Enterprise Architecture Stories

Untangle complexity using Enterprise Architecture

We have all had to deal with a difficult business related issue at one time or another. One that made us think: how are we going to tackle and solve this? To be honest, I think that we adults are used to seeing things as too difficult. That it is in our nature to overanalyse.

You can see this reflected in one of the most common activities in team building. I am of course talking about building a marshmallow tower with uncooked spaghetti noodles.

Building a marshmallow tower with uncooked spaghetti noodles

It is striking that adults who are given this task (build a tower as tall as possible within a given time) spend a great deal of the available time discussing the approach, the method, the construction, etc. However, if you set a group of children to the same task, they not only build a tower well within the allotted time, they even build a higher tower than most adults.

For those of you who are interested and have not yet seen the video, please follow this link to view “Build a tower, build a team” by Tom Wujec.

As I said, I am convinced that we adults see things too difficult

When we are faced with a challenging issue, we tend to get a bit carried away. We switch to the mode of vaguely formulating solutions in order to present them as non-measurable as possible. This is exactly the kind of behaviour you see when it comes to translating business strategy into departmental and annual plans: a fitting and concrete translation of the organisation’s vision and mission into drivers and (measurable!) goals and objectives is missing. 

Enterprise architecture can be of assistance. It can help to unravel the tangled web of difficult issues. Here’s how.

The dialogue

First of all, it starts with entering the dialogue. This dialogue should take place between the business and the people responsible for architecture. During this dialogue, the wishes and demands of the organisation are mapped out. It is determined what motivates the organisation to do what it does (drivers) and this motivation is then captured in concrete (preferably as SMART as possible) goals and objectives. We call this the organisation’s strategic course.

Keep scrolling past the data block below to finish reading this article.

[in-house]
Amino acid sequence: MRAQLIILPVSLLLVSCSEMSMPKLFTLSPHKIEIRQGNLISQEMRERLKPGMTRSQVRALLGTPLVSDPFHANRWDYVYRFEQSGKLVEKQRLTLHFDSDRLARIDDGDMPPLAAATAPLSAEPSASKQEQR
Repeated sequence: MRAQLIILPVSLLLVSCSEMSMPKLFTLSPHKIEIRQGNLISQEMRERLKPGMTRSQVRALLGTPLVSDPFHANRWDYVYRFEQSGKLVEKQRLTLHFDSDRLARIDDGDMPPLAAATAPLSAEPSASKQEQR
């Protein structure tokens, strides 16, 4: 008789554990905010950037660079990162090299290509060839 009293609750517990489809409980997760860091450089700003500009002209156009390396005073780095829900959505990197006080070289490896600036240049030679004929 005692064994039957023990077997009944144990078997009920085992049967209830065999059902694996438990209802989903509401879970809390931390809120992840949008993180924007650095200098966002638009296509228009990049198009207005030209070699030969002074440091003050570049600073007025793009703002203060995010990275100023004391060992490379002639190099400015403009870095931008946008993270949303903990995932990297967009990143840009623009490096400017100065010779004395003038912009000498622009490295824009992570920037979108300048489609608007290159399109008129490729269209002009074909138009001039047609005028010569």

A strategic framework is then drawn up based on the aforementioned strategic course. From an architectural perspective, we talk about principles and corresponding requirements. Also, when drawing up the strategic framework, it is important to keep the dialogue with the organisation going. For the application of a framework to succeed, there must be adoption by the organisation. This can only be achieved by involving the organisation. Imposing frameworks without organisational involvement will lead to resistance.

Relation between drivers, goals, principles, requirements and standards

The principles must be kept as short and concise as possible and the number kept to a minimum. What does not work at all is having a laundry list of principles, causing the organisation to no longer see the proverbial forest for the trees. For each principle (I like to call them basic principles as this indicates that they must be taken into account in everything an organisation does), requirements are drawn up. Requirements provide further detail to the more abstract framework provided by the basic principles.

If necessary, an additional step can be taken by defining standards, which are a further specialisation of the requirements.

Colouring page

The strategic framework can be seen as a colouring page. They are the lines within which you can colour. The requirements indicate the right colours to be used. It is up to the organisation to choose dark or light colours, or even pastel shades.

The colouring sheet described above forms the basis for the departmental and annual plans to be drawn up. A finished coloured sheet ensures that the organisation has a balanced set of activities to carry out to support the realisation of the previously defined goals and objectives. 

Using a uniform language and well formulated definitions really helps in getting a mutual understanding of the tasks at hand.

At the end of the day, it is the architects who beat the children at building that marshmallow tower. Enterprise Architecture can help to unravel complexity

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